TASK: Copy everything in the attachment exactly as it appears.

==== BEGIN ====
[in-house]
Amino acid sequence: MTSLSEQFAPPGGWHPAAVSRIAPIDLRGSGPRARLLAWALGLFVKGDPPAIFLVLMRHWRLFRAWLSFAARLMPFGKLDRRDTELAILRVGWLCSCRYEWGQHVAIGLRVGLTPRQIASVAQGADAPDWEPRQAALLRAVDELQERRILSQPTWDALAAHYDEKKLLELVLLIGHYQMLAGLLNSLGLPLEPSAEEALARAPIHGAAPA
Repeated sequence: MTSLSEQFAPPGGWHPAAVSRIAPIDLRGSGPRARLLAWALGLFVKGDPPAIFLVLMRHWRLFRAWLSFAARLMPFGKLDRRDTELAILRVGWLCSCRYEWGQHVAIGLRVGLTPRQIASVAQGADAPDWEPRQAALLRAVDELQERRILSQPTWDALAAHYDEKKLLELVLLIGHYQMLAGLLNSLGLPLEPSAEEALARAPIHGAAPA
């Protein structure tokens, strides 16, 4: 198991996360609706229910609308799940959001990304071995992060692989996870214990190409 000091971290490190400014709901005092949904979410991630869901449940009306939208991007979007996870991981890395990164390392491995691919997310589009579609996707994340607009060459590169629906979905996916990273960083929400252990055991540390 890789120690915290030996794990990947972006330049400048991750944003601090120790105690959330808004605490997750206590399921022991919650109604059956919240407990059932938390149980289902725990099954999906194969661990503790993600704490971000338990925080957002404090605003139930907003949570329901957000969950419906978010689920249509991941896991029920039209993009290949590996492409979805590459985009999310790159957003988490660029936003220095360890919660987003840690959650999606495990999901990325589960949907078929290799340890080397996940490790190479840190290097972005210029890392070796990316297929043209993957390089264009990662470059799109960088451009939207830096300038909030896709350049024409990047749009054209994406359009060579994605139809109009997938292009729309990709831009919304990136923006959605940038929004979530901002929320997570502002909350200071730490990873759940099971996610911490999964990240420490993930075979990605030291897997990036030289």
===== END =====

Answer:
[in-house]
Amino acid sequence: MTSLSEQFAPPGGWHPAAVSRIAPIDLRGSGPRARLLAWALGLFVKGDPPAIFLVLMRHWRLFRAWLSFAARLMPFGKLDRRDTELAILRVGWLCSCRYEWGQHVAIGLRVGLTPRQIASVAQGADAPDWEPRQAALLRAVDELQERRILSQPTWDALAAHYDEKKLLELVLLIGHYQMLAGLLNSLGLPLEPSAEEALARAPIHGAAPA
Repeated sequence: MTSLSEQFAPPGGWHPAAVSRIAPIDLRGSGPRARLLAWALGLFVKGDPPAIFLVLMRHWRLFRAWLSFAARLMPFGKLDRRDTELAILRVGWLCSCRYEWGQHVAIGLRVGLTPRQIASVAQGADAPDWEPRQAALLRAVDELQERRILSQPTWDALAAHYDEKKLLELVLLIGHYQMLAGLLNSLGLPLEPSAEEALARAPIHGAAPA
């Protein structure tokens, strides 16, 4: 198991996360609706229910609308799940959001990304071995992060692989996870214990190409 000091971290490190400014709901005092949904979410991630869901449940009306939208991007979007996870991981890395990164390392491995691919997310589009579609996707994340607009060459590169629906979905996916990273960083929400252990055991540390 890789120690915290030996794990990947972006330049400048991750944003601090120790105690959330808004605490997750206590399921022991919650109604059956919240407990059932938390149980289902725990099954999906194969661990503790993600704490971000338990925080957002404090605003139930907003949570329901957000969950419906978010689920249509991941896991029920039209993009290949590996492409979805590459985009999310790159957003988490660029936003220095360890919660987003840690959650999606495990999901990325589960949907078929290799340890080397996940490790190479840190290097972005210029890392070796990316297929043209993957390089264009990662470059799109960088451009939207830096300038909030896709350049024409990047749009054209994406359009060579994605139809109009997938292009729309990709831009919304990136923006959605940038929004979530901002929320997570502002909350200071730490990873759940099971996610911490999964990240420490993930075979990605030291897997990036030289």